It’s hard not to love something that gets middle America riled up. Visitors to the country will know that America is really two countries, arranged like the components of a loaf of bread; the outer crusts, redolent with flavour and culture, are a country of the sophisticated, modern and secular (and incidentally, diverse in colour). The interior is dense, tasteless, and largely white. In case I lost you in the metaphor, I’m saying that middle America sucks, a point that has been brought home to me from reading that many regional NBC stations are refusing to show the series Hannibal for fear of offending. It says volumes about the failings of Federalism that such a tragedy can occur because, you see, Hannibal is unmissable.
It’s not in my nature to write reviews of TV shows for several reasons. One, I don’t happen to own a television. Two, finding a TV reviewer on WordPress is like trying to find sand on a beach: anyone with two eyes and a working spinal cord can have an opinion on a TV show. Three, I don’t care for the profession of reviewing things, unless you’re Roger Ebert, and since the world will never see his like again I rsther think that the golden age of reviewing things is over. Yet I am compelled to write about Hannibal. So what is this show? It’s not a murder mystery per se, nor is it a police procedural drama. Hannibal is, at least theoretically, a drama. But since so little of it is dramatic in the traditional sense this doesn’t describe it fully. It makes sense to call it a psychological drama, because Hannibal is a show in love with psychology.
Some facts, then: Hannibal is about Hannibal Lecter, notorious serial killer and cannibal, in the early days of his career, and his developing relationship with Special FBI Agent Will Graham, who possesses “perfect empathy”, meaning he can understand killers on an intuitive level. Hannibal acts as Graham’s guide, mentor and psychiatrist, while quietly going about the business of killing and feeding his victims to his friends without them knowing. The two form an ironic counterpoint to each other: the sophisticated, approachable and charming man is an unfeeling monster, and the rustic, rude and rumpled man is the man who feels everything. They exist in a Yin/ Yang arrangement that forms the basis of the relationship of the series. The purported basis of Hannibal is that tired CSI-solving-a-murder-every-week storytelling we’ve seen a thousand times before, but the show doesn’t really care about these – killers are often picked up as incidental plot points, not as the aim of each episode: the story of Hannibal does not concern the random (and confusingly prolific) serial killers of the east coast. It is about a pair of people brought together by circumstance.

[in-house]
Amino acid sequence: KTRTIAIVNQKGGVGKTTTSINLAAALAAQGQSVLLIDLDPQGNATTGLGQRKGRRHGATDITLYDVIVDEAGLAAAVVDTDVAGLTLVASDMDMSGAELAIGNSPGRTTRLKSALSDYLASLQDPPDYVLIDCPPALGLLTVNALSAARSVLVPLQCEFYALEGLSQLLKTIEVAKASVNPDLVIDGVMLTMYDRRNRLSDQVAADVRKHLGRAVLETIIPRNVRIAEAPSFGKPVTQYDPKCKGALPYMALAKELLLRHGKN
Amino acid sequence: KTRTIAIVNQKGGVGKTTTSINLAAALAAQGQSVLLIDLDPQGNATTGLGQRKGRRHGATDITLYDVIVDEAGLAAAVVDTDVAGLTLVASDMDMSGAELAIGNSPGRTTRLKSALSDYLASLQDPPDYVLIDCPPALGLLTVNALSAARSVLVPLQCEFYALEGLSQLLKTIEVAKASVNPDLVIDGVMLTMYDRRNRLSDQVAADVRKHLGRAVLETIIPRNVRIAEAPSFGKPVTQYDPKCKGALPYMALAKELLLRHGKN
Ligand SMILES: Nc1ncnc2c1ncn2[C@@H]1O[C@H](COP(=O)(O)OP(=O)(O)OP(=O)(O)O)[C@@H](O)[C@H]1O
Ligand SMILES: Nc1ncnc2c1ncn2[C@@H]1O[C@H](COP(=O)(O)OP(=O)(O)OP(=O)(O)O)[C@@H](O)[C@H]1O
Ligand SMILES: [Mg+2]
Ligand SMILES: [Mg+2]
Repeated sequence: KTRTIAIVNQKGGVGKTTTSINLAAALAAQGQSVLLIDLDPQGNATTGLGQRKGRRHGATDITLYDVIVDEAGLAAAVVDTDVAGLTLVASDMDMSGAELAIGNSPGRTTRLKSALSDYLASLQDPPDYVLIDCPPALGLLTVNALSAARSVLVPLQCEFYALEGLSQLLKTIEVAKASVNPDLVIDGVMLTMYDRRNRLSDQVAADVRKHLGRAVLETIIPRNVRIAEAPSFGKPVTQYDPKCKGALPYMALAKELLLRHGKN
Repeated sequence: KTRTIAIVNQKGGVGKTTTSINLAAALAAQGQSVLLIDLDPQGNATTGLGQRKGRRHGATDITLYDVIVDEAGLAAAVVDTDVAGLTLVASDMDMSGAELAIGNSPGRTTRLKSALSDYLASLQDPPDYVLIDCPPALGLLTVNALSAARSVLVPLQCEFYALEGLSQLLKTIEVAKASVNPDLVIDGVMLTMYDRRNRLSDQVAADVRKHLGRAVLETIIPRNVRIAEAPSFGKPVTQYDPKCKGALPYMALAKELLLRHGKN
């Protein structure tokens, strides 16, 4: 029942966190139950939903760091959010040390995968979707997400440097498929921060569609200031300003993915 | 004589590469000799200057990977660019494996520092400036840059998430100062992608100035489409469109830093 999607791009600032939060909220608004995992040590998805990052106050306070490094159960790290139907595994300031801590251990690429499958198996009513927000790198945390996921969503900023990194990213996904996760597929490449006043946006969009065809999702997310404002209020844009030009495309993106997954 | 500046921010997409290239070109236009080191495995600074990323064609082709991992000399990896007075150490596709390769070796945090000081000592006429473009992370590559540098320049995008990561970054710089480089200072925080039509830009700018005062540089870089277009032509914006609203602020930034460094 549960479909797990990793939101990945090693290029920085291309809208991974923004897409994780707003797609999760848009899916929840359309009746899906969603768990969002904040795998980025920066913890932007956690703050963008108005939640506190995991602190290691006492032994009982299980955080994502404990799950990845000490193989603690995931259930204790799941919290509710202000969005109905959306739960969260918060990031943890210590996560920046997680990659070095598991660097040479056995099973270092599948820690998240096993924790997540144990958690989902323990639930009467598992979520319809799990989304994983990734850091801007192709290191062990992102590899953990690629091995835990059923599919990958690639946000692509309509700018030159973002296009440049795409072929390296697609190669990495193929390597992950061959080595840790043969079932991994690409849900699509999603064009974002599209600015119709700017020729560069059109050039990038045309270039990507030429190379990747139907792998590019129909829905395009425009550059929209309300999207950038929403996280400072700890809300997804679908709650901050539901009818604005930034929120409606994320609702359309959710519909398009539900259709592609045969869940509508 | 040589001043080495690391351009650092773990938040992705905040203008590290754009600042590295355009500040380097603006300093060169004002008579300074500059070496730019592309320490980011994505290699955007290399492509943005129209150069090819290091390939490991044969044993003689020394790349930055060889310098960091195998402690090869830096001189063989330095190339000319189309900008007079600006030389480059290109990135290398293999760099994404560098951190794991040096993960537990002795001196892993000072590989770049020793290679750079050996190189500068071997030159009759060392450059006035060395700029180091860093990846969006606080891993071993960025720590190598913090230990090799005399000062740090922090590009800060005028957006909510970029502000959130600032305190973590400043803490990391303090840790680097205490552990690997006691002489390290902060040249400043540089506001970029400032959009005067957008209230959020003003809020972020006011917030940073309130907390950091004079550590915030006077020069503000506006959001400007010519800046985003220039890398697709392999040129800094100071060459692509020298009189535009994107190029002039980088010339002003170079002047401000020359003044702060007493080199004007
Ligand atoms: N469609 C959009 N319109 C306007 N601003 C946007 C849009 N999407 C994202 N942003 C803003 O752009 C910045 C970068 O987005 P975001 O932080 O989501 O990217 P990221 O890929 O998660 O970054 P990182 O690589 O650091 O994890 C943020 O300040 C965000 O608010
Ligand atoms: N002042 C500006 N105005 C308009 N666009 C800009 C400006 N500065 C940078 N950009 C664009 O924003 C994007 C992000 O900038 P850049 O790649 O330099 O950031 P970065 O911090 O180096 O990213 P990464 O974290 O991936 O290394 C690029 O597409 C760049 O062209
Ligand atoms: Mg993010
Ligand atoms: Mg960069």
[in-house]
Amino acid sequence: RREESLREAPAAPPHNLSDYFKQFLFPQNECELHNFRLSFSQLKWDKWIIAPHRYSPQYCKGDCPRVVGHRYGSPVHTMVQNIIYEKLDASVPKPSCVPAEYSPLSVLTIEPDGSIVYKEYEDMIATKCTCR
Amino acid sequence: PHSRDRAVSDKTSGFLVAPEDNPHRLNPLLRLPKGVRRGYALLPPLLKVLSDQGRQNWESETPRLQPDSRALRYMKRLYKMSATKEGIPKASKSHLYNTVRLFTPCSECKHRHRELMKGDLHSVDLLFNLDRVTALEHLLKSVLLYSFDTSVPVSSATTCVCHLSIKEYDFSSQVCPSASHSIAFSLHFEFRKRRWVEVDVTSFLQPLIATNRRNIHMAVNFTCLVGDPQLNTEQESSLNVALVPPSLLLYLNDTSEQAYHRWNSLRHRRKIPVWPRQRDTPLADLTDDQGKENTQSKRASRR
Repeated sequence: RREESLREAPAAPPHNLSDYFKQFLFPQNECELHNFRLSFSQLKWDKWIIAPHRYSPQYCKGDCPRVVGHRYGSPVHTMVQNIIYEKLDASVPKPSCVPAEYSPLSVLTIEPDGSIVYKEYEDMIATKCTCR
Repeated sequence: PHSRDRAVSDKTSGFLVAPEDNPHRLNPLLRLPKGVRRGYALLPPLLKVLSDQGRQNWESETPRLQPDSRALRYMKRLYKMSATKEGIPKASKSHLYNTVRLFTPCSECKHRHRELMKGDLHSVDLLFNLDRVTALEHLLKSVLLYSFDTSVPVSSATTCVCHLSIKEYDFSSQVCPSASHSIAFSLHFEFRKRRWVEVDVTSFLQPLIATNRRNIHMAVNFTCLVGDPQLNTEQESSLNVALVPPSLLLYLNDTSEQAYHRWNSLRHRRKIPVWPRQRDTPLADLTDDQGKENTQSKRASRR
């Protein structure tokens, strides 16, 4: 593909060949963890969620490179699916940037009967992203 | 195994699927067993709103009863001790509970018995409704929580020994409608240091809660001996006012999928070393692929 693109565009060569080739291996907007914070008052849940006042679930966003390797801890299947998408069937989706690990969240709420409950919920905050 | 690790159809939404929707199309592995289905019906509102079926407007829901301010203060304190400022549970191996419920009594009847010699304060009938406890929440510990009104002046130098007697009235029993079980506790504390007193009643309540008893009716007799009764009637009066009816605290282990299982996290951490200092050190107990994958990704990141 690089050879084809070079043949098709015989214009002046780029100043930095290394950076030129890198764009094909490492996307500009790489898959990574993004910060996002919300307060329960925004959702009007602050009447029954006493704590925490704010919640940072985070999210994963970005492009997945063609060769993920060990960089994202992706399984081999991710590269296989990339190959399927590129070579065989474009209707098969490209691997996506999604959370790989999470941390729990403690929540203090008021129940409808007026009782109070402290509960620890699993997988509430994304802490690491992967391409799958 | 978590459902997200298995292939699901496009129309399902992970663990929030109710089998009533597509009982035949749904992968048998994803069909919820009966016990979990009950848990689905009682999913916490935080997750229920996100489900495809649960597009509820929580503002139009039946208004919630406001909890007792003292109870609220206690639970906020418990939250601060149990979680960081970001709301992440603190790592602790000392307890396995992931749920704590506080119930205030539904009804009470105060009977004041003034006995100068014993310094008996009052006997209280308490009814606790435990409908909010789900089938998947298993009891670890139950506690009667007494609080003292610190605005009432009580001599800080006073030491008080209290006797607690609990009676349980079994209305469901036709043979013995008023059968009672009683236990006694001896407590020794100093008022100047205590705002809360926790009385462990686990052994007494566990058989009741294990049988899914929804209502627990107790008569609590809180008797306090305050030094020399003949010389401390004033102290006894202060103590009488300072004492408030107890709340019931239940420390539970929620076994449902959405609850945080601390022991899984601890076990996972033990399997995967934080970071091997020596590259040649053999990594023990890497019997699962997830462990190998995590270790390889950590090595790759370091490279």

Will Graham’s metier is suffering – we see him losing sleep, sleep walking, and having waking hallucinations of bloody corpses- and he suffers because his gift is to see what others can’t and to understand what others won’t – he sees horror in people. He sees the hidden world behind our eyes. His suffering brings to mind those early Christian martyrs punished for having visions. He is played to perfection by Hugh Dancy, an actor who portrays the full range of suffering: a man who, it seems, can sweat, frown, grit his teeth and look murderous while simultaneously appearing naive, innocent, lost and likable. This is a nearly impossible trick to pull of.
Hannibal Lecter, meanwhile, is portrayed to near-perfection by Mads Mikkelsen, last widely known for playing the villain who cried tears of blood in the greatest Bond film yet made (Casino Royale (2005)). I say “portrayed to near-perfection” and this is no fault of Mikkelsen, who exudes an air of quiet menace in every scene. Mikkelsen has only one fault – he’s not Anthony Hopkins – but then neither am I (regretfully) and it’s a fault he shares with most of humanity except Anthony Hopkins. Portraying a serial killer and a cannibal who is also sophisticated and (somehow) likable requires a depth and finesse that would escape most actors. The relationship between these two actors carries most of the show.